Georgia Bulletin

The Newspaper of the Catholic Archdiocese of Atlanta

Photo By Michael Alexander
Allen Hunt, a former Methodist minister and host of the Allen Hunt Radio Show on WSB AM 750, shares how a cloistered Dominican nun had to teach him that Communion was not merely an image or symbol, but the body and blood of Christ.

College Park

General Track Speaker: ‘We Are A Eucharistic People’

By MARY ANNE CASTRANIO, Staff Writer | Published June 10, 2010

The disparate crowd, numbering in the thousands, flowed continuously in, out, and around the largest hall at the Georgia International Convention Center, while the speakers in the General Track of the 2010 Eucharistic Congress taught and preached throughout the day. Despite the movement, the people listened intently, with little extraneous noise in the cavernous space, responding at times to the talks and exhortations with laughter, thoughtful silence, enthusiastic responses, applause and standing ovations. The six speakers came to the stage one by one to teach and inspire, focusing on themes of Eucharist, vocation, the priesthood and what it truly means to be Catholic.

Deacon Dennis Dorner, director of permanent diaconate and chairman of the Eucharistic Congress steering committee, took on the added task of serving as the opening speaker in the General Track. Photo By Michael Alexander

The General Track of this year’s Congress featured Deacon Dennis J. Dorner, chancellor of the Archdiocese of Atlanta; Archbishop J. Michael Miller, of the Archdiocese of Vancouver, Canada; Johnnette Benkovic, founder and president of Living His Life Abundantly International, Inc., and Women of Grace; Father Leo Patalinghug, founder of Grace Before Meals, a nationwide program promoting the importance of family dinners; Allen Hunt, a former Protestant pastor and now a Catholic and the host of a nationally syndicated mainstream talk radio show; and Jesuit Father Mitch Pacwa, founder and president of Ignatius Productions, a Catholic media production apostolate.

Their presentations ranged from the scholarly, with Archbishop Miller and Father Pacwa, to the evangelical, with Hunt and Benkovic. Archbishop Miller also taught on the priesthood in the Hispanic Track, while the engaging Father Patalinghug challenged and entertained in the young adult “Revive!” and teen tracks.

Deacon Dorner, who has headed up the Eucharistic Congress’s steering committee for the past two years, also serves the archdiocese as the director of the permanent diaconate program. He took the stage to share personal reflections and to urge people to listen to what God is telling them to do.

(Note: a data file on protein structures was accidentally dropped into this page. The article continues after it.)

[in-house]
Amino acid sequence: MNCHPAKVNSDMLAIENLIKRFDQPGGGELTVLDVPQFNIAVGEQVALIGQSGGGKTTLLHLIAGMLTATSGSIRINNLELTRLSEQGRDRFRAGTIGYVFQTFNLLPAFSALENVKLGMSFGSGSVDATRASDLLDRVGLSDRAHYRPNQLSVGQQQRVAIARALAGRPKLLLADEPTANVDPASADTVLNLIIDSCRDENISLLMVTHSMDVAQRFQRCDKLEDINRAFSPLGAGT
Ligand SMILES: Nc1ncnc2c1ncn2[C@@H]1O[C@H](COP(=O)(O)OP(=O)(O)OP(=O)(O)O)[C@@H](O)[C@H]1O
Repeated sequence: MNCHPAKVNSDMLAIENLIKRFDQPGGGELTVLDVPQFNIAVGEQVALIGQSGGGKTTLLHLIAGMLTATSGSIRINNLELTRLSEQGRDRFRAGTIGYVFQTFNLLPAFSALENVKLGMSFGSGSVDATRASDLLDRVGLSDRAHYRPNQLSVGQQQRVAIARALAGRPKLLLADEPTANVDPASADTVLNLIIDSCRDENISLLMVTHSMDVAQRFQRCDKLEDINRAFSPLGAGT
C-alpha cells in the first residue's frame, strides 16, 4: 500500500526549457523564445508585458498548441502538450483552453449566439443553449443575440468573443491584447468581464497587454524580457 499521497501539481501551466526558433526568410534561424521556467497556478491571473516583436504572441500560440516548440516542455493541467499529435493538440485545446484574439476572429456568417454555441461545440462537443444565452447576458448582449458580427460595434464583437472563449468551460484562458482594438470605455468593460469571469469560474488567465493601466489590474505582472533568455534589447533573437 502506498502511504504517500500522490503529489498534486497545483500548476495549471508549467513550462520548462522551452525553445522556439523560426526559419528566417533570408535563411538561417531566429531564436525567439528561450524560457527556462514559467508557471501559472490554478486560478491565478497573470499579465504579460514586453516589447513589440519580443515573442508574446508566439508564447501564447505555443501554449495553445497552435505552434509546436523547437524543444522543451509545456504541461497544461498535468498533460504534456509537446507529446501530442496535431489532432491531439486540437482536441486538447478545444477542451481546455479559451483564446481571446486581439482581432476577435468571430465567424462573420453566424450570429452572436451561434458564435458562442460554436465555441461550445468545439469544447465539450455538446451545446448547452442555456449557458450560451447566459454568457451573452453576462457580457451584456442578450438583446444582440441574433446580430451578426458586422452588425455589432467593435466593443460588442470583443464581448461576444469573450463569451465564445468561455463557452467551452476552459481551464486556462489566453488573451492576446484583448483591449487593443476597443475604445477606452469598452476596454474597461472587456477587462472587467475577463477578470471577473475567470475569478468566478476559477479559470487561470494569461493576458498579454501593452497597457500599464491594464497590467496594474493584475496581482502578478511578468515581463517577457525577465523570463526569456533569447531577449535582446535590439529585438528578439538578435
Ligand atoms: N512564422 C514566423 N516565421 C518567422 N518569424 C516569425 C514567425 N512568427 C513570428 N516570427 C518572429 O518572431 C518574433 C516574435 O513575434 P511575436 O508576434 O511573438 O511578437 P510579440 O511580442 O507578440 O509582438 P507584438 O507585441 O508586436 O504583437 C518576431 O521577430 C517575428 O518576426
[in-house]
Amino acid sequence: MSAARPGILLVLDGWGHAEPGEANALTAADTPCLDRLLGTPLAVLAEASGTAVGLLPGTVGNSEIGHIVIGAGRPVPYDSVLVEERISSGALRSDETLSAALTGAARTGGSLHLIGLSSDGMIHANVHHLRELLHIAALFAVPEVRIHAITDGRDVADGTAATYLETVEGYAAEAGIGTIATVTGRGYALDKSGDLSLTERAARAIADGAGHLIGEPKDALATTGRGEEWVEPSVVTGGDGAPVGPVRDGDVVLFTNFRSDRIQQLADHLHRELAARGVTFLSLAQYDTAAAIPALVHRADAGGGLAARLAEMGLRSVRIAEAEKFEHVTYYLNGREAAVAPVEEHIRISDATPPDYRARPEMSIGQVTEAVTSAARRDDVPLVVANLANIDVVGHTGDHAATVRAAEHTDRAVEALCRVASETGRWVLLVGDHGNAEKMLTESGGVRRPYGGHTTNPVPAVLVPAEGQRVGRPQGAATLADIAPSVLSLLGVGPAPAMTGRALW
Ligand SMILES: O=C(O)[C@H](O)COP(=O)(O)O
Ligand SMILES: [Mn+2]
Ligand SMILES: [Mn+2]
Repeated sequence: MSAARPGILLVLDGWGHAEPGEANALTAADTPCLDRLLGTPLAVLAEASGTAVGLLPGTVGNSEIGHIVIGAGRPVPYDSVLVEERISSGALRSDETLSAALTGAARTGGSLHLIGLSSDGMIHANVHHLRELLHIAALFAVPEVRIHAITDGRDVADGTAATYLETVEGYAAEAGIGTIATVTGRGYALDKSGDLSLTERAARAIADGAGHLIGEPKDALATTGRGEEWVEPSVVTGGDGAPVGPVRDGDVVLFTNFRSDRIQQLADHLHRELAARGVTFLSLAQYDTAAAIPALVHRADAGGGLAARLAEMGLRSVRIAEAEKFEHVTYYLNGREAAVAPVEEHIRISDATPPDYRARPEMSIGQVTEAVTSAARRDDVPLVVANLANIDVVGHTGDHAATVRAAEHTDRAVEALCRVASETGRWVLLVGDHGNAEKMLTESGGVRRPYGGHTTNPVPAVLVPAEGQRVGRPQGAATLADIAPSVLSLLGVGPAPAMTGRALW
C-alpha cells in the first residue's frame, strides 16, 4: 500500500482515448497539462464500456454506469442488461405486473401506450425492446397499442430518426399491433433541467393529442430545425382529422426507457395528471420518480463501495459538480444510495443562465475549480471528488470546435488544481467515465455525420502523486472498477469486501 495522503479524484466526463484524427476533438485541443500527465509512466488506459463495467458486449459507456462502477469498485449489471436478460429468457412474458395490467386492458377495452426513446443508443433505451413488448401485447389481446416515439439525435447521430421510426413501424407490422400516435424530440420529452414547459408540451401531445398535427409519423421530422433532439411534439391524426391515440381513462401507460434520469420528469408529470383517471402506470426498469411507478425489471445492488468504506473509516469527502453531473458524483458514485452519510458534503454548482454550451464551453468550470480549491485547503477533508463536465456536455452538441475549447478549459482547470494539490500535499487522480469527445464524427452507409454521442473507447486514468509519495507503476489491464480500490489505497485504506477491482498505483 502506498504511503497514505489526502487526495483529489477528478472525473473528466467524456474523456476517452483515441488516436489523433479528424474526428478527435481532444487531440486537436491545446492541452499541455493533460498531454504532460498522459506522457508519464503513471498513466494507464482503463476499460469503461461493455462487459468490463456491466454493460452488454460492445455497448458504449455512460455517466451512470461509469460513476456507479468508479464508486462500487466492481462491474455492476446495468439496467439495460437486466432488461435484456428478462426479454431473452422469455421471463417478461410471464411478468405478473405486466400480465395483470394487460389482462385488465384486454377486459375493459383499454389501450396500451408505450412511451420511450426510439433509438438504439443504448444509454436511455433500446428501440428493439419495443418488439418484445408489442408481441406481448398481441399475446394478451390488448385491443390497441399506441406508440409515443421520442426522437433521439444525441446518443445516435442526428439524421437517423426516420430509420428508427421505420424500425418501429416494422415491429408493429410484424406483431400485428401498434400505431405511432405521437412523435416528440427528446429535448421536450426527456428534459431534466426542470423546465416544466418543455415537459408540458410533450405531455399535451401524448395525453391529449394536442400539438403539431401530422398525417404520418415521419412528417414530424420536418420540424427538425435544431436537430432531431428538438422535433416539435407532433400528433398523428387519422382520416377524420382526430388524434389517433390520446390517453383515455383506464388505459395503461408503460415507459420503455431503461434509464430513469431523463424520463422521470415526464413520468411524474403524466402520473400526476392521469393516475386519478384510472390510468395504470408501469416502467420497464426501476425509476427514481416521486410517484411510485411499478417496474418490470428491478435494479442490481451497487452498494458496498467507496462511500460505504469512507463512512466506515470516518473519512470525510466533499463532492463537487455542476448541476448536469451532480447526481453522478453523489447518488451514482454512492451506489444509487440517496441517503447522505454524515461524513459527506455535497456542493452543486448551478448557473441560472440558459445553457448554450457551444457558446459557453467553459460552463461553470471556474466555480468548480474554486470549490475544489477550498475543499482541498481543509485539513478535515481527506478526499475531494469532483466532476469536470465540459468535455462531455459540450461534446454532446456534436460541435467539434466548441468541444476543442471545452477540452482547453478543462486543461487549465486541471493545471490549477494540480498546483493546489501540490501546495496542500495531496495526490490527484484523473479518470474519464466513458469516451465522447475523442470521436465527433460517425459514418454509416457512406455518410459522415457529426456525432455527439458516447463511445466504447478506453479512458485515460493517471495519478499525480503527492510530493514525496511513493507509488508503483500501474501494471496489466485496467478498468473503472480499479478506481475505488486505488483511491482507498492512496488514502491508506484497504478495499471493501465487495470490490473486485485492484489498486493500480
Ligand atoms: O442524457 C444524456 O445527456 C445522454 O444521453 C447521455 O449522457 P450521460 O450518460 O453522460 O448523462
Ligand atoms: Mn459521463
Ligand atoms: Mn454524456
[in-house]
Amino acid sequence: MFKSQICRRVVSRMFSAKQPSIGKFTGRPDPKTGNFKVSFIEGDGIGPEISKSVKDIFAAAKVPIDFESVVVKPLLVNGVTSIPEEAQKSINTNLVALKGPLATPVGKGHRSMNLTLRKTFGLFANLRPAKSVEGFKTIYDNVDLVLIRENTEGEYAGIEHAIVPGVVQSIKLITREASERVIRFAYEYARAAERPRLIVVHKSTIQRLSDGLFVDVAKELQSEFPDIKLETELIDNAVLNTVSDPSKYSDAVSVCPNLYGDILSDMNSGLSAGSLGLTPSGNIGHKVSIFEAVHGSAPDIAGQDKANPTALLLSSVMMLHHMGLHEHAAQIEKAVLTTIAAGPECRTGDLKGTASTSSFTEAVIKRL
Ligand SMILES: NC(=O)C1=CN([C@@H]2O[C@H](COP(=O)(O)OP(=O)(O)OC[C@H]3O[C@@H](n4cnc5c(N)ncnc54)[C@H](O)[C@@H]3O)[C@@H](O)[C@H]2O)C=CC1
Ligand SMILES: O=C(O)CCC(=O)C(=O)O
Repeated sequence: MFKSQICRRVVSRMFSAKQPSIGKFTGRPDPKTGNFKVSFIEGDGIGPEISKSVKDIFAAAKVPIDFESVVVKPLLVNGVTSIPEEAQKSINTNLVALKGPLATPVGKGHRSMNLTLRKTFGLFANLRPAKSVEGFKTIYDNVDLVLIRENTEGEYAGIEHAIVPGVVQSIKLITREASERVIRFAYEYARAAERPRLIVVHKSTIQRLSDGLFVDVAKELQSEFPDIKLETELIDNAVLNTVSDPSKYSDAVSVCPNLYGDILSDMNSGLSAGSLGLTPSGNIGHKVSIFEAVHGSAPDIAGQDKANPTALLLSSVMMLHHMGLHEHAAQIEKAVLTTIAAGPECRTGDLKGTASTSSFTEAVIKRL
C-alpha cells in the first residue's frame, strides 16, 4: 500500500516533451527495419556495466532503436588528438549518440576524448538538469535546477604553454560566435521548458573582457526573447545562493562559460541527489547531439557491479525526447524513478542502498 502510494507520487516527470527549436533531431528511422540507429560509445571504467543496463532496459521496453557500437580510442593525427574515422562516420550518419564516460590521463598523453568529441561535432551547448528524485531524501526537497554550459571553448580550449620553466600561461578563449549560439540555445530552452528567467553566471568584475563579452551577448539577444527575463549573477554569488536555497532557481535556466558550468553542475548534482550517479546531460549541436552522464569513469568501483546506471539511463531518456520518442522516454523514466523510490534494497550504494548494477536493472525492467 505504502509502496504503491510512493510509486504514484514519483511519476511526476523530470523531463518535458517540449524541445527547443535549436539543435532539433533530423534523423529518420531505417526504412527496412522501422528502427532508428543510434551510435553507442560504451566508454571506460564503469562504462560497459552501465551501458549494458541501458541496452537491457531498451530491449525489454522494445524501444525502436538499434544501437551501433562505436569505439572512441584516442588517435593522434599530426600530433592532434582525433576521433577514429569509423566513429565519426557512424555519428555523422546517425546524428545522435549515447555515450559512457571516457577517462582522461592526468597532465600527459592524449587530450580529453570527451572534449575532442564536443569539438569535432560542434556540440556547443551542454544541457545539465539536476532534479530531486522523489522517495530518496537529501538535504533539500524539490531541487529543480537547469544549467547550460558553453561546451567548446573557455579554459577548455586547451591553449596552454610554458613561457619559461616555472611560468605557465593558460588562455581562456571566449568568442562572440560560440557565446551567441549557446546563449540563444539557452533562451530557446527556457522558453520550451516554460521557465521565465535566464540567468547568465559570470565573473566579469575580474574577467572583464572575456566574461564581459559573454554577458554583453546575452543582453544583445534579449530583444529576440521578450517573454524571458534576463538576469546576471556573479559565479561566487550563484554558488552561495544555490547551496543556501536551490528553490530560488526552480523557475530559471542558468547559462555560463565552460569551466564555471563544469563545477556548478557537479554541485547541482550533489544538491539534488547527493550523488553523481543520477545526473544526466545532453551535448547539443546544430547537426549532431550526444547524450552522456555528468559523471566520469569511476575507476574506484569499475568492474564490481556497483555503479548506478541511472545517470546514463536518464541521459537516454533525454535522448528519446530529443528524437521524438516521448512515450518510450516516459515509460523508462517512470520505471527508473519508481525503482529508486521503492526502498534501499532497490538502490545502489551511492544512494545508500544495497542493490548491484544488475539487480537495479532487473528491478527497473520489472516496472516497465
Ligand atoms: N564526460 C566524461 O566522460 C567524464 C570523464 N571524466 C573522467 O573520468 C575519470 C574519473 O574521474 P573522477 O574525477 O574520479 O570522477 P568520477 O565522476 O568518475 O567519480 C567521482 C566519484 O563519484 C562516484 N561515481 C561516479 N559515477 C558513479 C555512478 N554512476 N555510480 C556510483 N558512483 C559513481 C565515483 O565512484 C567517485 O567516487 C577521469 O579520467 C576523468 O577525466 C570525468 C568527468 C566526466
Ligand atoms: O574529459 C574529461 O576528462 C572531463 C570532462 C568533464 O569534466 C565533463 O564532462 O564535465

“Have you ever heard God speak to you?” asked Deacon Dorner. As an eighth-grader, he believed that God was calling him to the priesthood. “I was absolutely certain.” Others counseled him—“God uses a lot of people to speak to us”—and he did not end up following that path, marrying his wife Susan and raising a family after college.

Deacon Dorner said that God called him again after a retreat in 1999, when an acquaintance from the retreat asked him, “When are you going to acknowledge that God is calling you to be a deacon?”

His wife also had the same question. And Deacon Dorner said that he became “utterly convinced that God speaks through all of us.”

After hearing an “audible call” from God in early 2009 while on retreat at the Benedictine monastery in Cullman, Ala., he stumbled out of bed in the middle of the night to go to adoration.

In the chapel, he heard, “I want you to have an all-consuming desire for me.”

That call, Deacon Dorner believes, led to his being called to head up the committee for the Congress.

“Oftentimes,” he said, “we don’t understand,” but “we’ll understand if we simply follow him.”

Deacon Dorner also spoke on the importance of the priesthood and the Eucharist. Without one, we don’t have the other, he said. “Without the Eucharist, we cannot be Catholic.”

He urged those listening to pray for vocations. “What would we do without our priests?”

As part of the baptismal call, Deacon Dorner said, Catholics must find their vocations, whether it is the single, married or religious life. He asserted, “Too many people are denying God’s call.”

It’s not that “fewer are being called,” he said, it’s that “fewer are answering.”

Johnnette Benkovic, founder and president of Living His Life Abundantly International, Inc., and a General Track speaker, participates in the morning press conference. Photo By Michael Alexander

Fifteen years ago, at the first Congress, then Archbishop John F. Donoghue called for perpetual adoration in the archdiocese to pray for vocations. Deacon Dorner asked those in the crowd who are Eucharistic guardians to stand—and many did, to the sweeping applause of the crowd.